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Happy (day late) Pynchon in Public Day!

May 9, 2012 |  9:24 am

Select readers were invited to bring a book by Thomas Pynchon to a garage on the east side of Los Angeles and, in return, get a free cup of micro-roasted coffee, celebrating Pynchon in Public Day
On Tuesday, select readers were invited to bring a book by author Thomas Pynchon to a garage on the east side of Los Angeles and, in return, get a free cup of micro-roasted coffee. The garage was marked only by a mailbox adorned with an obscure symbol -- obscure, that is, to those not familiar with Pynchon's novel "The Crying of Lot 49."

Select readers were invited to bring a book by Thomas Pynchon to a garage on the east side of Los Angeles and, in return, get a free cup of micro-roasted coffee, celebrating Pynchon in Public Day
A secret location marked only by a mysterious symbol -- the reclusive, conspiracy-narrative-inclined Pynchon should be proud. The concept, and cappuccino, came from Trystero Coffee, a micro-roaster named for the muted post-horn symbol in "The Crying of Lot 49." The coffee is delicious -- it can be found, no symbols necessary, at Demitasse Cafe in downtown Los Angeles.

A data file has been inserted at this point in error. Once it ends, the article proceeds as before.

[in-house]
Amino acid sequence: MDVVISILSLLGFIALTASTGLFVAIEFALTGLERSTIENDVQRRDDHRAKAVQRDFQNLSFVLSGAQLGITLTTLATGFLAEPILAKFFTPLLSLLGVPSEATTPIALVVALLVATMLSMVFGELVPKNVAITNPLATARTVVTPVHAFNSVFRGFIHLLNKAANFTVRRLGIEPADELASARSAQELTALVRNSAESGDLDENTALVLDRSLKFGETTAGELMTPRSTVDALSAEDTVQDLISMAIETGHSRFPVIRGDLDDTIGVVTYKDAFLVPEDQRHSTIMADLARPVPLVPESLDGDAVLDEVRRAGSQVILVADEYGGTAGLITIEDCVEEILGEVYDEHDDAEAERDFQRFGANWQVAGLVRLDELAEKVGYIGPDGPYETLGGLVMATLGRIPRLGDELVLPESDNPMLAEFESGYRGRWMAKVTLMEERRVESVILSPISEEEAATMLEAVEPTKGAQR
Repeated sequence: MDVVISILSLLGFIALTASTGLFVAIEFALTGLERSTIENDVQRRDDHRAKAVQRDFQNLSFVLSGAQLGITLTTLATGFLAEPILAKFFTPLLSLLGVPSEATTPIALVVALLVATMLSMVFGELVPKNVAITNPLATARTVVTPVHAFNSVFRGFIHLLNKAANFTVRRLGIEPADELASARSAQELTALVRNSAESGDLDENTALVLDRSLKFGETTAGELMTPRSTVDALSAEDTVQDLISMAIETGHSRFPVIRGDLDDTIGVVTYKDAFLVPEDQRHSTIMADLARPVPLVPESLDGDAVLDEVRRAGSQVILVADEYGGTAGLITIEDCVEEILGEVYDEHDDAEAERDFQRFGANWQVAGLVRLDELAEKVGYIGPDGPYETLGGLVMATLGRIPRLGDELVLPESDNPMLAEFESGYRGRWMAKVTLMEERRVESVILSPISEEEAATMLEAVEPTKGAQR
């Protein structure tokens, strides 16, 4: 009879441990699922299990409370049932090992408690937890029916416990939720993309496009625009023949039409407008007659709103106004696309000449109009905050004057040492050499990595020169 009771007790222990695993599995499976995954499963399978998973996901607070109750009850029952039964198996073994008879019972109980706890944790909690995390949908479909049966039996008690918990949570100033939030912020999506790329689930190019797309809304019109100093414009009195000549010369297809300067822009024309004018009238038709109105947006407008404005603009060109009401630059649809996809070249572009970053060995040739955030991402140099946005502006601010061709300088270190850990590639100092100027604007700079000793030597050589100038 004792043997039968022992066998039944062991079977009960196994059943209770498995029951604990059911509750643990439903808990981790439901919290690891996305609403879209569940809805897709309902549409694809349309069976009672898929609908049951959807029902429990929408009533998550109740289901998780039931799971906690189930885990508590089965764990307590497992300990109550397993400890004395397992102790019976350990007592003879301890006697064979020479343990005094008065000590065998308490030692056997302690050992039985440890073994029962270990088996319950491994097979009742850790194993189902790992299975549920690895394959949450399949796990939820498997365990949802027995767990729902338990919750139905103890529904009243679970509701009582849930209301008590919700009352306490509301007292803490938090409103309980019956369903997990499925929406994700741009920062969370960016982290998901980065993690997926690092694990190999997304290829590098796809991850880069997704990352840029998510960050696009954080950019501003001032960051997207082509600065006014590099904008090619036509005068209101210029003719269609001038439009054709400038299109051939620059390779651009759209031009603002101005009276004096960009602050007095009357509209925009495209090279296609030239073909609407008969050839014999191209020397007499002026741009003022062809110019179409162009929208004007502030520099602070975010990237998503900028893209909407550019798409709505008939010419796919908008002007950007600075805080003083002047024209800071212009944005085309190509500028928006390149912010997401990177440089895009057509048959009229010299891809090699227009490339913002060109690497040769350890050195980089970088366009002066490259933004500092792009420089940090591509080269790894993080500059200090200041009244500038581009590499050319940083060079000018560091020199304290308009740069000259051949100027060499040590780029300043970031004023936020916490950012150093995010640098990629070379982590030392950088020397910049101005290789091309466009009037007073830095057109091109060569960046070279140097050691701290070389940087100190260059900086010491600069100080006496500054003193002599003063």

Select readers were invited to bring a book by Thomas Pynchon to a garage on the east side of Los Angeles and, in return, get a free cup of micro-roasted coffee, celebrating Pynchon in Public Day
In a corner of the garage, a brand new roaster awaits its inaugural run; it's a far cry from the cast-iron pot and wooden spoon Trystero Coffee's Greg Thomas started out with more than two years ago. Thomas was featured in a December Times story about nano coffee roasting; he's the Pynchon fan. He also may be the person behind Pynchon in Public Day, or perhaps there are a number of loosely connected people who organize it, communicating only by a shadow mail service. Who's to say?

Select readers were invited to bring a book by Thomas Pynchon to a garage on the east side of Los Angeles and, in return, get a free cup of micro-roasted coffee, celebrating Pynchon in Public Day
Armed with name tags featuring the Trystero symbol, fans drank their coffee, picked up their books and headed out, with plans to read some Pynchon in public. Perhaps we'll catch them in the act next year.

RELATED:

When coffee meets Pynchon

How Thomas Pynchon made a fan of David Kipen

When Thomas Pynchon was just Tom: A remarkable collection debuts

-- Carolyn Kellogg

Photo credit: Carolyn Kellogg

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